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JPMorgan Chase's terrible, horrible, no good, very bad 2013 is about to reach a crescendo.  According to this morning's New York Times, Chase is due to reach a potentially landmark settlement for its failure to stop Bernie Madoff's Ponzi scheme.  According to sources close to what has been a relatively quiet investigation, Chase is reportedly due to cough up $2 billion in fines and penalties.  It will also have to accept an unprecedented deferred-prosecution agreement--only the third ever imposed on a major American bank, and the first against a major New York bank--under which it will admit to failing to report Madoff's activities as required by law.

A settlement with federal prosecutors in Manhattan, the people said, would include a so-called deferred-prosecution agreement and more than $1 billion in penalties to resolve the criminal case. The rest of the fines would be imposed by Washington regulators investigating broader gaps in the bank’s money-laundering safeguards.

The agreement to deferred prosecution would also list the bank’s criminal violations in a court filing but stop short of an indictment as long as JPMorgan pays the penalties and acknowledges the facts of the government’s case. In the negotiations, the prosecutors discussed the idea of extracting a guilty plea from JPMorgan, the people said, but ultimately chose the steep fine and deferred-prosecution agreement, which could come by the end of the year.

Until now, no big Wall Street bank has ever been subjected to such an agreement, which is typically deployed only when misconduct is severe. JPMorgan, the authorities suspect, continued to serve as Mr. Madoff’s primary bank even as questions mounted about his operation, with one bank executive acknowledging before the arrest that Mr. Madoff’s “Oz-like signals” were “too difficult to ignore,” according to a private lawsuit.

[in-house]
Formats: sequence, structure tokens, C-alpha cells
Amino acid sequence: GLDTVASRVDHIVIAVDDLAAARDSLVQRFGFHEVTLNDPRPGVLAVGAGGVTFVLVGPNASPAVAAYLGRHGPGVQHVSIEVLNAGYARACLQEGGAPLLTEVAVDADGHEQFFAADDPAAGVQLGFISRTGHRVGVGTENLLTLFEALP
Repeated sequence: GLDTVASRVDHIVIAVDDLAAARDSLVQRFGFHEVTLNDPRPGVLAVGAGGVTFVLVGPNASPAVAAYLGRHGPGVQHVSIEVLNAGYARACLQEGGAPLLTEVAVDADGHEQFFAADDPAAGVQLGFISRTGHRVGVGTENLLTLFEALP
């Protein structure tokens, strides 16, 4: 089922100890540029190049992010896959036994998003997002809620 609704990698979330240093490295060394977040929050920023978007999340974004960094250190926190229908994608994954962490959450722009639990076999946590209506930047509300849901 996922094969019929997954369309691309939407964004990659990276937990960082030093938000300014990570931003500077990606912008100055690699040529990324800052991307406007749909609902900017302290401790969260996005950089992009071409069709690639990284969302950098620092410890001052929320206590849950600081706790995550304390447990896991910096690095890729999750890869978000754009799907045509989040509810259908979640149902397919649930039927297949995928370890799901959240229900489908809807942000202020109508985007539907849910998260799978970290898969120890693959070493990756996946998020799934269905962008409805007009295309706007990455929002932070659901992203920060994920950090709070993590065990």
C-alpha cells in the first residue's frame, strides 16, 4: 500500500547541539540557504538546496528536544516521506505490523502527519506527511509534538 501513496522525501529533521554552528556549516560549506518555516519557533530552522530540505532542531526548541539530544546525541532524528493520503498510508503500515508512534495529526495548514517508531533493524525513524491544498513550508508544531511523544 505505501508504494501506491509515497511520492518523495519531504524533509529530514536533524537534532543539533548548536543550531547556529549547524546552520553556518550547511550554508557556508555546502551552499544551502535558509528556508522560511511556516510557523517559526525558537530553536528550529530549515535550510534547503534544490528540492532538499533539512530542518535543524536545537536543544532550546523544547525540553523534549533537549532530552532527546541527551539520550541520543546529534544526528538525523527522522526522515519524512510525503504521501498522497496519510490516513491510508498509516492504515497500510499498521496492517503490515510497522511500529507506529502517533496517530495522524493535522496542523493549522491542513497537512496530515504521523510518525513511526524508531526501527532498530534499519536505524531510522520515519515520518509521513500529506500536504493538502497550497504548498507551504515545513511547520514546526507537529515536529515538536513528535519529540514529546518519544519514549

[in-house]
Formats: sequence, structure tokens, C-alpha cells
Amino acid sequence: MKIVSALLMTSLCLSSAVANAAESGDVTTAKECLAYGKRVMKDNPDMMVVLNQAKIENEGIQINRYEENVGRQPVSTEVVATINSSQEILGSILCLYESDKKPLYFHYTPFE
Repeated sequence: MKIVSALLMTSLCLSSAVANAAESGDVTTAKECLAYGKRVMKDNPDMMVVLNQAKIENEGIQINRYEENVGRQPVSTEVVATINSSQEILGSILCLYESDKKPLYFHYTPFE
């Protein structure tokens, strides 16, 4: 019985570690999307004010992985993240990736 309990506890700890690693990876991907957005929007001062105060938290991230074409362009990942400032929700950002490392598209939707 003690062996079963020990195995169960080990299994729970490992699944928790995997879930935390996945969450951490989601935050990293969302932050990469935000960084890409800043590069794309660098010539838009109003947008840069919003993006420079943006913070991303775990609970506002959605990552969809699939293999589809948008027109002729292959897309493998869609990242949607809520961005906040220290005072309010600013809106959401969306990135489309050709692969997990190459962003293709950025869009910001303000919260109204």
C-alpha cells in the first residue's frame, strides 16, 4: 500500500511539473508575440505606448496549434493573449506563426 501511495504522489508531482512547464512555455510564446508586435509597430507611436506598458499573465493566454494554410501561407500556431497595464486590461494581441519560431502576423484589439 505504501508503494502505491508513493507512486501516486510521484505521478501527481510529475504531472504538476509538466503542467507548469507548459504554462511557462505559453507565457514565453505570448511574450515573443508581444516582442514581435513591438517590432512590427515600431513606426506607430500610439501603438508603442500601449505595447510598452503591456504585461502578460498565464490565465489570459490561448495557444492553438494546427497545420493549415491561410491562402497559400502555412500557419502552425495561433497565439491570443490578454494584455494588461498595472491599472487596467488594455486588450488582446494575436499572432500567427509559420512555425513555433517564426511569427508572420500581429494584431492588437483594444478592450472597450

The agreement is expected to fault Chase for violating the Bank Secrecy Act, which requires banks to report suspicious transactions to regulators.  For those who don't know, Madoff ran his scheme by depositing his clients' money in his business account at Chase--and before 1996, Chemical Bank (which merged with Chase in 1996 and took the Chase name before merging with JPMorgan in 2000).  He never invested a penny of his clients' money--instead, he simply paid them out of his Chase account.  According to the trustee who is responsible for cleaning up the Madoff mess, Irving Picard, Chase's retail banking arm failed to exercise even rudimentary oversight of Madoff's banking activities.  Had Chase done so, Picard charges in a 2010 lawsuit, it would have discovered evidence that would have made it obvious Madoff's operation wasn't legitimate.  Also, despite telling UK regulators (but not American ones) that Madoff's returns were "too good to be true," Chase allowed Madoff to conduct normal banking activities until his arrest.

As part of the deal, Chase is expected to pay $1 million to the Office of the Comptroller of the Currency and the Treasury Department, who are conducting a broader probe into holes in the bank's money-laundering safeguards.  The OCC had originally indicated it wouldn't stand in the way had St. Andrews Plaza tried to demand that Chase plead guilty to Bank Secrecy Act violations, but prosecutors ultimately decided on a deferred-prosecution agreement.

While this sounds like some pretty severe medicine, I had hoped that the feds would demand that Chase CEO Jamie Dimon leave the firm as a condition of any agreement.  While the London Whale affair and the mortgage securities scandal can be chalked up to dishonest traders and salesmen, this involved some very senior people at Chase knowing that the bank had a criminal customer and doing nothing.   It would seem to me that if the White House essentially fired GM's Rick Wagoner for doing a crappy job, there would be nothing wrong with pushing out Dimon.  And if the feds don't get rid of him, hopefully Chase's shareholders will.  After all, by my math Chase has now had to cough up several billion dollars in the last year after admitting to illegal activities.  At some point, the CEO has to be held responsible.  Hopefully failing to stop the biggest financial crime in world history will be the last straw.

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